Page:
And, believe us, you’ll see even better castles and ruins. More authentic. More quirky. With skeleton keys and all. Case in point: Kilmacdaugh Monastery, a monastic site in Gort, County Clare, had two other cars (and a lot of cows) in the lot, had a cottage across the street where you could get the skeleton keys for each of the buildings to explore at will, and was far superior and photogenic than Glendalough in County Wicklow, which overflowed with buses, cars, and congested crowds of people. People. Everywhere. And inside the buildings? Think again. No way. Did I mention you had to pay for parking in Glendalough (and fight for the chance to do so), whereas the cost of Kilmacdaugh? Free.
4.) Plan in extra time.
A LOT of extra time. Everything is s-l-o-w-e-r in Ireland. Sixty miles will take you two hours or more. Local folk will talk with you … for a long time. You’ll end up spending hours at a site where you thought you’d only pop in and out of the car for a quick pic. There’s a time warp in Ireland … and it’s a great way to re-set your internal clock.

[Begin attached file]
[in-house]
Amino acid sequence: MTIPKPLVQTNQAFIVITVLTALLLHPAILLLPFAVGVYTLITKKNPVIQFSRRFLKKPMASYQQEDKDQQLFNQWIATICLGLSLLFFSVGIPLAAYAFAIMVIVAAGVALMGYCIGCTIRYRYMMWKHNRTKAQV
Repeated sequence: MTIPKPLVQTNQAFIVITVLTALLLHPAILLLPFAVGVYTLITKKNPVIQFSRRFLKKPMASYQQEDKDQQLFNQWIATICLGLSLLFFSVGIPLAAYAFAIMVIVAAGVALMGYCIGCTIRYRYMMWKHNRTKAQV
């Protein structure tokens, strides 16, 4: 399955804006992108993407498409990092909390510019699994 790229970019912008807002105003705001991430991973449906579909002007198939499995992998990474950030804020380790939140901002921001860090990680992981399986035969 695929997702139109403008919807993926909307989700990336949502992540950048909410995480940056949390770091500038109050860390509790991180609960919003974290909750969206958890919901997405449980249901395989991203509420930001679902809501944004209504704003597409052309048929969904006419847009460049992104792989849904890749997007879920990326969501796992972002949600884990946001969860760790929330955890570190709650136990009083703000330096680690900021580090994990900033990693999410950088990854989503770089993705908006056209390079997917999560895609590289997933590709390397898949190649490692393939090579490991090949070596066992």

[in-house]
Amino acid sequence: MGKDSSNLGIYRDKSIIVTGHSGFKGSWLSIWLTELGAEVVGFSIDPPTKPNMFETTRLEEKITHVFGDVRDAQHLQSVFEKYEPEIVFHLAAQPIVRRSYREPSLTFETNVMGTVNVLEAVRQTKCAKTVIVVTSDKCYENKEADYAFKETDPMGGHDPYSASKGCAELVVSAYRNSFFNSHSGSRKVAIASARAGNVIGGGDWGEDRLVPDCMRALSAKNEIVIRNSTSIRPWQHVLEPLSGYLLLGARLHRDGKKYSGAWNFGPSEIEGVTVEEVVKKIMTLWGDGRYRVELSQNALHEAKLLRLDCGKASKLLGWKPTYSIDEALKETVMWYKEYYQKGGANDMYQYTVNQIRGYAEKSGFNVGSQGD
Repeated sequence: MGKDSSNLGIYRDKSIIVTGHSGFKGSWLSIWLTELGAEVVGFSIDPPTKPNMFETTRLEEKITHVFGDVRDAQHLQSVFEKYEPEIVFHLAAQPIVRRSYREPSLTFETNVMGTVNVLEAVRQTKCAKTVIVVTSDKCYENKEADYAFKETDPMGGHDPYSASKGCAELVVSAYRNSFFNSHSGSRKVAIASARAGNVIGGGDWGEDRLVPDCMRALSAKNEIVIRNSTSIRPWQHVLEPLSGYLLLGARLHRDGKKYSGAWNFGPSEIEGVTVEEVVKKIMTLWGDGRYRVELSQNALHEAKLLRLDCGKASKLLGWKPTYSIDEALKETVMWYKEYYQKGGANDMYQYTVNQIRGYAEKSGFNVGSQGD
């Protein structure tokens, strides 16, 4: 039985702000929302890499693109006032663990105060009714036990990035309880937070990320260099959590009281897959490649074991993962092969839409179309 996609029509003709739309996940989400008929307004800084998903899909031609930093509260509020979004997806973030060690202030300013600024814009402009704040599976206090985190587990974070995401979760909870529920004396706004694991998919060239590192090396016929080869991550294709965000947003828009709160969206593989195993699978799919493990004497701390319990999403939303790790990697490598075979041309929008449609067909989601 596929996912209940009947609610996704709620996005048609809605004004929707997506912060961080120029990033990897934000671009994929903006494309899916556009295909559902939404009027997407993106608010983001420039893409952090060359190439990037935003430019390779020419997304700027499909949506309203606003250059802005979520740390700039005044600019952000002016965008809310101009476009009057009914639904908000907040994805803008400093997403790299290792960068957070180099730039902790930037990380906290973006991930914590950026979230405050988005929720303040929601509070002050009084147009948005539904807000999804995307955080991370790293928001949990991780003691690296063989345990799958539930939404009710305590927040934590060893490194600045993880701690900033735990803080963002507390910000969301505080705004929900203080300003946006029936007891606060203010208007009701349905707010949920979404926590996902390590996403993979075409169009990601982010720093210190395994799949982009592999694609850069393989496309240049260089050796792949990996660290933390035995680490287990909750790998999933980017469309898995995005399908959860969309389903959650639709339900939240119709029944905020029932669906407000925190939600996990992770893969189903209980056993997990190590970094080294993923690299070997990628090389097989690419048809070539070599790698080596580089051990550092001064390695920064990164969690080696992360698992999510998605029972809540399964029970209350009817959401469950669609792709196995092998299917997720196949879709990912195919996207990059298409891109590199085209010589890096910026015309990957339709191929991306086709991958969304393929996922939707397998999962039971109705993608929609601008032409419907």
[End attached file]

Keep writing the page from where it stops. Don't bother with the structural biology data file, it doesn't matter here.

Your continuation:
If you do want to get somewhere in any sort of hurry, stick with the M or N roads. M roads are the equivalent to the freeways in America. The N roads are the equivalent of narrower state roads in America. R roads are like backroads in America, except with no or little berm (you’ll be enclosed on both sides with either formidable hedgerows or stone walls.) L roads are local roads—often two-track, one-lane-at-best roads. The L and R roads are the most scenic of roads.